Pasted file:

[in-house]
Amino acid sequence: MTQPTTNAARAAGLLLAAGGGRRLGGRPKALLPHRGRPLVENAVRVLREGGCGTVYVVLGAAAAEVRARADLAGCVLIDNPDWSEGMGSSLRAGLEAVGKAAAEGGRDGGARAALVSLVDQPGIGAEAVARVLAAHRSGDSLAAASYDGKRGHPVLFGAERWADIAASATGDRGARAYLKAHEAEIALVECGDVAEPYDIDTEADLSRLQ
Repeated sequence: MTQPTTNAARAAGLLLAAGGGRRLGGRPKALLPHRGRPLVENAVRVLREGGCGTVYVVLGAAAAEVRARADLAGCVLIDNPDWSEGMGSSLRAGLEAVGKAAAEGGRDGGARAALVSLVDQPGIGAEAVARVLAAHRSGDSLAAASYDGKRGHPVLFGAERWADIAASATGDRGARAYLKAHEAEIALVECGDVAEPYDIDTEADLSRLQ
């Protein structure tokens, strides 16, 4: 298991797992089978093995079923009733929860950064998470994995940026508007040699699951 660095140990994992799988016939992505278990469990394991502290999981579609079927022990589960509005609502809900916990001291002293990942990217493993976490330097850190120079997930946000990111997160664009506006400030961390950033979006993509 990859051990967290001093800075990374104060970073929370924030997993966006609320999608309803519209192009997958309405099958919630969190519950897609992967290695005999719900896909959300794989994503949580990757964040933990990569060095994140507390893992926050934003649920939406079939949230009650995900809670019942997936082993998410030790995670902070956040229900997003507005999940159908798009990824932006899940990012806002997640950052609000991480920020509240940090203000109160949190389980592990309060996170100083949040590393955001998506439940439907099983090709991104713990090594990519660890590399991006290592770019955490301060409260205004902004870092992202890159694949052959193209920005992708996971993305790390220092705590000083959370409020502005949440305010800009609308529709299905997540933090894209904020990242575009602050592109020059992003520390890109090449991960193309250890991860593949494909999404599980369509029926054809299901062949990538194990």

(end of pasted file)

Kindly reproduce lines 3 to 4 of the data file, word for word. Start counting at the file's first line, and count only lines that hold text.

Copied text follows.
Repeated sequence: MTQPTTNAARAAGLLLAAGGGRRLGGRPKALLPHRGRPLVENAVRVLREGGCGTVYVVLGAAAAEVRARADLAGCVLIDNPDWSEGMGSSLRAGLEAVGKAAAEGGRDGGARAALVSLVDQPGIGAEAVARVLAAHRSGDSLAAASYDGKRGHPVLFGAERWADIAASATGDRGARAYLKAHEAEIALVECGDVAEPYDIDTEADLSRLQ
């Protein structure tokens, strides 16, 4: 298991797992089978093995079923009733929860950064998470994995940026508007040699699951 660095140990994992799988016939992505278990469990394991502290999981579609079927022990589960509005609502809900916990001291002293990942990217493993976490330097850190120079997930946000990111997160664009506006400030961390950033979006993509 990859051990967290001093800075990374104060970073929370924030997993966006609320999608309803519209192009997958309405099958919630969190519950897609992967290695005999719900896909959300794989994503949580990757964040933990990569060095994140507390893992926050934003649920939406079939949230009650995900809670019942997936082993998410030790995670902070956040229900997003507005999940159908798009990824932006899940990012806002997640950052609000991480920020509240940090203000109160949190389980592990309060996170100083949040590393955001998506439940439907099983090709991104713990090594990519660890590399991006290592770019955490301060409260205004902004870092992202890159694949052959193209920005992708996971993305790390220092705590000083959370409020502005949440305010800009609308529709299905997540933090894209904020990242575009602050592109020059992003520390890109090449991960193309250890991860593949494909999404599980369509029926054809299901062949990538194990």